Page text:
Internal audit and independent assessment for Payment Services Licence holders


      New Payment Services Act (“Act”) came into effect 28 January 2020. Along with the Act, the Monetary Authority of Singapore (“MAS”) has introduced several notices and guidelines to be adhered to by Payment Services Licence Holders (“regulated entities”). The Notices PSN01 and PSN02  Prevention of Money Laundering  and Countering of Terrorism specifically carries important requirements for Payment Services Licence Holders (PSLH) to abide by.


      Non-face-to-face Know-Your-Customer Requirements (NFTF)

      PSLH who are conducting NFTF transactions or business relations with customers are required to put in place policies and procedures to address any specific risks associated with the process. Policies and procedures are also required to be implemented when conducting periodic due diligence checks on customers who were originally onboarded using NFTF manner. Where PSLH conducts its first NFTF business contact, must appoint an external auditor or an independent qualified consultant to assess the effectiveness of any the technology solutions used to manage impersonation risks. The report must be submitted to MAS no later than one year after conduct of the first NFTF business.

      PSLH are also required to appoint an external auditor or an independent qualified consultant to carry out assessment of their policies and procedures when there has been substantial changes in relation to NFTF process. Similarly, within one year, the report must be submitted to MAS.


      Internal Audit Requirements

      PSLH are required to have in place adequate independent audit arrangements to regularly assess the adequacy and effectiveness of the policies, controls and compliance with regulatory requirements. This audit may be conducted by an internal audit function within the company, independent audit team from head office or can be outsourced to a third party service provider.


      Key Takeaways

      PSLH who are especially conducting NFTF are expected to have policies and procedures that are at least as stringent as those that would be required to be performed if there was face-to-face contact. Generally, NFTF customer onboarding process is deemed to hold greater anti-money laundering and terrorism financing risks. Increasing technology sophistication presents new threats in terms of identity theft and conducting NFTF certainly exposes financial institutions to higher risks.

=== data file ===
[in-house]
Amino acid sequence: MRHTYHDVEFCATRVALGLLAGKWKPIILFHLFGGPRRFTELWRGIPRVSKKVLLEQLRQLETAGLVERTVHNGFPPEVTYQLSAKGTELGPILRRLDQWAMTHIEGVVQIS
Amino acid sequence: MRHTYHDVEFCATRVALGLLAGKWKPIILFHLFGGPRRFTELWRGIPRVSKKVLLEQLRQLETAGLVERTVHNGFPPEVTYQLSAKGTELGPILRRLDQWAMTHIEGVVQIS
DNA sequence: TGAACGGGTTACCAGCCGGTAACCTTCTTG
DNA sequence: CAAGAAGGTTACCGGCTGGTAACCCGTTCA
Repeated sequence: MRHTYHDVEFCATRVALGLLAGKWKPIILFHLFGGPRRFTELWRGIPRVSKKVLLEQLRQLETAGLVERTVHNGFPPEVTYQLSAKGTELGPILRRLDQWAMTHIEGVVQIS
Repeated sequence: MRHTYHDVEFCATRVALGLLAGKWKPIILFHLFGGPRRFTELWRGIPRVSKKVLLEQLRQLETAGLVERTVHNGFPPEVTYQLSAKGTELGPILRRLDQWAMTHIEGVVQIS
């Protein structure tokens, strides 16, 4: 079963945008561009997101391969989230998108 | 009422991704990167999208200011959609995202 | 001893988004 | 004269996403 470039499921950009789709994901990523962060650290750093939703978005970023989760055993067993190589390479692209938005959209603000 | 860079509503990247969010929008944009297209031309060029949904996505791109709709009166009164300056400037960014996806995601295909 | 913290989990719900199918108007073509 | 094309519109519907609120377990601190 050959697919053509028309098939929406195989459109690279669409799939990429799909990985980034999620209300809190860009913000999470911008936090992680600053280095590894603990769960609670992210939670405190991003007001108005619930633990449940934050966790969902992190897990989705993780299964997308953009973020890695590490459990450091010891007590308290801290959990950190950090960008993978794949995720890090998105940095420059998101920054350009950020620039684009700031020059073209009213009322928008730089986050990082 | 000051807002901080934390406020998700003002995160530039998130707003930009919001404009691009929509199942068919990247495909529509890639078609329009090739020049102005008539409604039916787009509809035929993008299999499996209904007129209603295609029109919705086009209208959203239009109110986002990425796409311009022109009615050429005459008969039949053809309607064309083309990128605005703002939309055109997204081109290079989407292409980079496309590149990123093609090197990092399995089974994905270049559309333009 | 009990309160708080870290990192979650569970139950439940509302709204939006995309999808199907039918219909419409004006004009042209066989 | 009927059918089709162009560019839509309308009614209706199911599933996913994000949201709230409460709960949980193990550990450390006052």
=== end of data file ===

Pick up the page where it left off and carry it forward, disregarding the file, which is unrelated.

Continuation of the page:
PSLH should review their policies and procedures and ensure the technology solutions embedded within the customer onboarding process is sophisticated enough to address impersonation risks. Additional processes to be considered includes conducting real time video conference, requesting for certified true copies of identification and verification documents, using biometric facial recognition, and technology solutions to confirm authenticity of government issued documents.

      PSLH should not assume that doing the internal audit process would be sufficient to address the need to provide an independent report to MAS on the effectiveness of NFTF customer onboarding process. PSLH should be reminded that internal audit can be done by the internal team or head office team. However, the independent NFTF report to MAS has to be conducted only by independent external auditors or qualified consultants.

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